One of the goals of the Pope Center and the North Carolina History Project is to bring to campuses ideas and information that have been neglected. That happened last week when University of Alabama history professor David Beito spoke at St. Augustine’s College, North Carolina Central, N.C. State, and Campbell University. The subject of his talk, “Black Fraternal Societies, Mutual Aid, and Civil Rights,” was based on his book From Mutual Aid to the Welfare State, and he presented a wealth of fascinating information on how black Americans in the deep South formed voluntary societies for their betterment.
In a nutshell, despite the fact that they were denied the right to vote and faced a host of obstacles supported by discriminatory state laws, blacks were able to succeed in many occupations and businesses. They used their wealth and property to good advantage in providing insurance, hospitals, banks, and other services to members of their community. Professor Beito told a story of politically oppressed people advancing in spite of widespread bigotry and governmental barriers against them. It’s a story very few Americans have ever heard.
Here are a few examples from Beito’s presentation.
Maggie Walker was a black woman living in Richmond, Virginia. She founded the Independent Order of St. Luke, a group dedicated to mutual aid that encouraged black entrepreneurship. Walker herself founded a department store, a newspaper, and a bank. She helped to lead a rising black middle class during the late 19th century.
There were two “Odd Fellows” orders, one white and one black. The Odd Fellows were working-class people who joined together for mutual benefit, particularly insurance. Members would pay in a percentage of their earnings and were entitled to sick benefits in case they could not work. (The society carefully evaluated claims to deter malingering.) They also provided death benefits—an early form of life insurance. An indication of the importance of the services it provided is the fact that the Odd Fellows had half a million black members around the turn of the century.
It’s worth noting that the people who ran the Odd Fellows and the other mutual aid societies had little formal education. They succeeded with their native intelligence.
Another very important group was the Knights and Daughters of Tabor, founded by ex-slaves in the late 19th century. Among other accomplishments, this group established a hospital that opened in Mound City, Mississippi, in 1942. The doctors and staff were black. They provided good medical care for people who would not be admitted at other hospitals. Taborian members could purchase medical insurance for $8 per year in 1942, entitling them to up to 30 days of hospital care.
The chief surgeon at the Taborian hospital was Dr. T. R. M. Howard, who was not only an accomplished doctor, but also a remarkably successful businessman. By the early 1950s, he had begun numerous businesses in Mississippi and built the first swimming pool for blacks and had even started a zoo. In 1951 Howard formed the Regional Council of Negro Leadership with the goal of promoting thrift, entrepreneurship, equal treatment under the law, and voting rights. Beito comments that Howard’s approach combined that of Booker T. Washington (who was primarily oriented toward success through the free market) and of W.E. B. DuBois, who advocated more emphasis on politics.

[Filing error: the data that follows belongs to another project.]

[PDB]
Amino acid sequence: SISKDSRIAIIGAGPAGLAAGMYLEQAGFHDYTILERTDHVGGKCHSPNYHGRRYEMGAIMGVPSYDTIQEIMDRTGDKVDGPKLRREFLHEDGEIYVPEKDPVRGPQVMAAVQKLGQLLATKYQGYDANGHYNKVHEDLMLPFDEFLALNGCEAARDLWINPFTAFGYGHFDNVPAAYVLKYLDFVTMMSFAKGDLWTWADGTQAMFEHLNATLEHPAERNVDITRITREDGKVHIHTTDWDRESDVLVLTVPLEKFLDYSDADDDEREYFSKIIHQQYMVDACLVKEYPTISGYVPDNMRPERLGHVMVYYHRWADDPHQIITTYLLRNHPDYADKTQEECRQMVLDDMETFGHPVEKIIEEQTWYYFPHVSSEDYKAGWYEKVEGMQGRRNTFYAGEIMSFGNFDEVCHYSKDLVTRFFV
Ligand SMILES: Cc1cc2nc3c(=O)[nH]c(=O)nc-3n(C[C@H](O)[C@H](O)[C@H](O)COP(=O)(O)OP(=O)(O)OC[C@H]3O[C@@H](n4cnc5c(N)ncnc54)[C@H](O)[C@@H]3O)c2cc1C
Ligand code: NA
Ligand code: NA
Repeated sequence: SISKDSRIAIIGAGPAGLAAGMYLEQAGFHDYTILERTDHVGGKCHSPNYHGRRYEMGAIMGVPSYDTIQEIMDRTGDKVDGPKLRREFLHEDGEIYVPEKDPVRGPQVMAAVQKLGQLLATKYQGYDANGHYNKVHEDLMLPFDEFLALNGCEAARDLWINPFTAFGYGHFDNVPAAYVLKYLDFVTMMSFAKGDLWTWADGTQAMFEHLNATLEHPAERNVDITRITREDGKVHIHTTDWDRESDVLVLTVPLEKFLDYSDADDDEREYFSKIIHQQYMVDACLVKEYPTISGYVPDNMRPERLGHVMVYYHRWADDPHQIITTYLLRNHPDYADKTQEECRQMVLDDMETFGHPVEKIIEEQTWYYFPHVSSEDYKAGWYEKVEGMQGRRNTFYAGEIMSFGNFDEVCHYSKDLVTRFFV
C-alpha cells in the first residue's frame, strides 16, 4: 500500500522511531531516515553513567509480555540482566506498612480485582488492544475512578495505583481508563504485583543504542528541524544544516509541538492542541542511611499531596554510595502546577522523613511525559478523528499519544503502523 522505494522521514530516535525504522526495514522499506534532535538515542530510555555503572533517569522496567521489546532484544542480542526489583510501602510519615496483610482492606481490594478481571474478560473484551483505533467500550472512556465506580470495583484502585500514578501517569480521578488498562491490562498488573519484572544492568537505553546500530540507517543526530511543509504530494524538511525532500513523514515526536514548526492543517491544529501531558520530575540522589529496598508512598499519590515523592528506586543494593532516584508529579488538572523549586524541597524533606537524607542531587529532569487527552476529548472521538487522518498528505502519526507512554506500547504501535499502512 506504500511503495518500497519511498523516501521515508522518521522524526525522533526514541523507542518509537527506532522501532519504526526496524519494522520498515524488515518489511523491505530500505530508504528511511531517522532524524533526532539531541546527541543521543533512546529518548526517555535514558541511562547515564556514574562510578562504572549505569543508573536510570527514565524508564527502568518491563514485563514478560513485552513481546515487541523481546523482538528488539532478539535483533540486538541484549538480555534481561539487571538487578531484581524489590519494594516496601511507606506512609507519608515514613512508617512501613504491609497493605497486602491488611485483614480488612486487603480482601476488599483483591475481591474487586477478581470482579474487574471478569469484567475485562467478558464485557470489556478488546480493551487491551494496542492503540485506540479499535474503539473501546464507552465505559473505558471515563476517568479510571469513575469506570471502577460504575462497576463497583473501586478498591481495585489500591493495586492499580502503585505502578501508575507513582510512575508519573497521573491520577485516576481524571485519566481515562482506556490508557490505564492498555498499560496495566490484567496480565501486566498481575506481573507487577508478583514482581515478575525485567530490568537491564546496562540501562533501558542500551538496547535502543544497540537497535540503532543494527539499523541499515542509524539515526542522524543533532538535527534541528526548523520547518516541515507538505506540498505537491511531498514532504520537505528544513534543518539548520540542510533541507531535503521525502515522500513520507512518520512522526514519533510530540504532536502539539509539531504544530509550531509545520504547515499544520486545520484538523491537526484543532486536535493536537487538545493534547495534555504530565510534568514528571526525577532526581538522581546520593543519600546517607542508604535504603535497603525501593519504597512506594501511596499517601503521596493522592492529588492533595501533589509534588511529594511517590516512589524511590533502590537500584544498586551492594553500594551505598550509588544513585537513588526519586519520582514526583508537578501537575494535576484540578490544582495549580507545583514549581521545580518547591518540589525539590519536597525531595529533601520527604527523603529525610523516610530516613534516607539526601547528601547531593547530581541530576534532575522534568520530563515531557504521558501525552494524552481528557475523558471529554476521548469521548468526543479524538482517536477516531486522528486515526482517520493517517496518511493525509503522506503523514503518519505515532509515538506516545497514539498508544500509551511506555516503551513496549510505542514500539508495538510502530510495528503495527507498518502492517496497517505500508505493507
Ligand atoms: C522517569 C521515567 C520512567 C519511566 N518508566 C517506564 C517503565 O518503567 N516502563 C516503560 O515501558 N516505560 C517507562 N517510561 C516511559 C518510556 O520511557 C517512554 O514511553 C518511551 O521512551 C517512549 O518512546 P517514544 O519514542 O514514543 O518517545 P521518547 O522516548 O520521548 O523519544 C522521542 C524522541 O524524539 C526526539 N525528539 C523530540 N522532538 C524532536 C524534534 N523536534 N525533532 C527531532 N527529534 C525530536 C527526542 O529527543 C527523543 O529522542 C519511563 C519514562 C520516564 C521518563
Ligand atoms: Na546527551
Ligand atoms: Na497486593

Howard’s group held a very large rally each summer, drawing thousands of supporters. The rallies were in rural areas of Mississippi where violence by the Klan would certainly have been possible. There never was any, however, because Howard made sure to post armed guards all around. Howard himself usually went around armed and his home was an arsenal. Two crucial elements in Howard’s success: the freedom to acquire and profitably use property, and the right to defend himself.
One of the Regional Council’s numerous projects was to use the economic power of the black populace to bring about change. Specifically, it organized a boycott of those gas stations where blacks were not allowed to use the restrooms. That boycott was successful. The national gasoline distributors did not want to lose business and told local station owners to provide restrooms for blacks as well as whites.
After the talk was over, a student asked what has become of the mutual aid societies. Beito answered that after the advent of the welfare state, they went into decline, an unfortunate demonstration of the way politics tends to muscle aside voluntary action and self-reliance.
What most American students hear from their history professors is that political action is the path for minority groups desiring upward mobility. Beito’s research shows that American blacks, using their private property and economic freedom to the extent that they had it, were able to make great strides in the era before they had any political influence at all.
Beito’s point reinforces the conclusion of black economist Thomas Sowell, who wrote in his 1975 book Race and Economics, “There is little evidence of any close relationship between political progress (or retrogression) and economic progress (or retrogression).” When college professors challenge conventional wisdom with facts, they are truly encouraging their students to do some “critical thinking.”